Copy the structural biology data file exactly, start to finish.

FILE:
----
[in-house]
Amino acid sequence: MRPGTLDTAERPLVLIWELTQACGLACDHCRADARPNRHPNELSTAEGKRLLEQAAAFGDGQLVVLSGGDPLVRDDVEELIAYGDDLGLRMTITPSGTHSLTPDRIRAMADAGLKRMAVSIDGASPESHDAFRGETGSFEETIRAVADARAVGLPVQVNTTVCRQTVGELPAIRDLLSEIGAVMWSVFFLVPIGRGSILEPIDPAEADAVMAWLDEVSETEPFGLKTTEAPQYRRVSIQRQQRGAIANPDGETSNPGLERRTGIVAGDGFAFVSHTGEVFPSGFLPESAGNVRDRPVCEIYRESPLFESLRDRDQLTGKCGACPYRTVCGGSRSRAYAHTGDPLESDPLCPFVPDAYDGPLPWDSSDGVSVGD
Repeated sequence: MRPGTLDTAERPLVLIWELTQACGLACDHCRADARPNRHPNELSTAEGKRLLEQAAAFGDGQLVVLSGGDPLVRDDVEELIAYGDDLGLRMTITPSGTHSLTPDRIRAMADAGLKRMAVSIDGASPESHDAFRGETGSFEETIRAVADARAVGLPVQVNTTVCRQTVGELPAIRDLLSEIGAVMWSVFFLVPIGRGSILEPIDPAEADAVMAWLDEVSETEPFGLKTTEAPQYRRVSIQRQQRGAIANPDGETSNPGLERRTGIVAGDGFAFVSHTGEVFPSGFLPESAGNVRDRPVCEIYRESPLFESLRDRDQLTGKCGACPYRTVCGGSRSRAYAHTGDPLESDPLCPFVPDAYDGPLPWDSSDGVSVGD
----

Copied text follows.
[in-house]
Amino acid sequence: MRPGTLDTAERPLVLIWELTQACGLACDHCRADARPNRHPNELSTAEGKRLLEQAAAFGDGQLVVLSGGDPLVRDDVEELIAYGDDLGLRMTITPSGTHSLTPDRIRAMADAGLKRMAVSIDGASPESHDAFRGETGSFEETIRAVADARAVGLPVQVNTTVCRQTVGELPAIRDLLSEIGAVMWSVFFLVPIGRGSILEPIDPAEADAVMAWLDEVSETEPFGLKTTEAPQYRRVSIQRQQRGAIANPDGETSNPGLERRTGIVAGDGFAFVSHTGEVFPSGFLPESAGNVRDRPVCEIYRESPLFESLRDRDQLTGKCGACPYRTVCGGSRSRAYAHTGDPLESDPLCPFVPDAYDGPLPWDSSDGVSVGD
Repeated sequence: MRPGTLDTAERPLVLIWELTQACGLACDHCRADARPNRHPNELSTAEGKRLLEQAAAFGDGQLVVLSGGDPLVRDDVEELIAYGDDLGLRMTITPSGTHSLTPDRIRAMADAGLKRMAVSIDGASPESHDAFRGETGSFEETIRAVADARAVGLPVQVNTTVCRQTVGELPAIRDLLSEIGAVMWSVFFLVPIGRGSILEPIDPAEADAVMAWLDEVSETEPFGLKTTEAPQYRRVSIQRQQRGAIANPDGETSNPGLERRTGIVAGDGFAFVSHTGEVFPSGFLPESAGNVRDRPVCEIYRESPLFESLRDRDQLTGKCGACPYRTVCGGSRSRAYAHTGDPLESDPLCPFVPDAYDGPLPWDSSDGVSVGD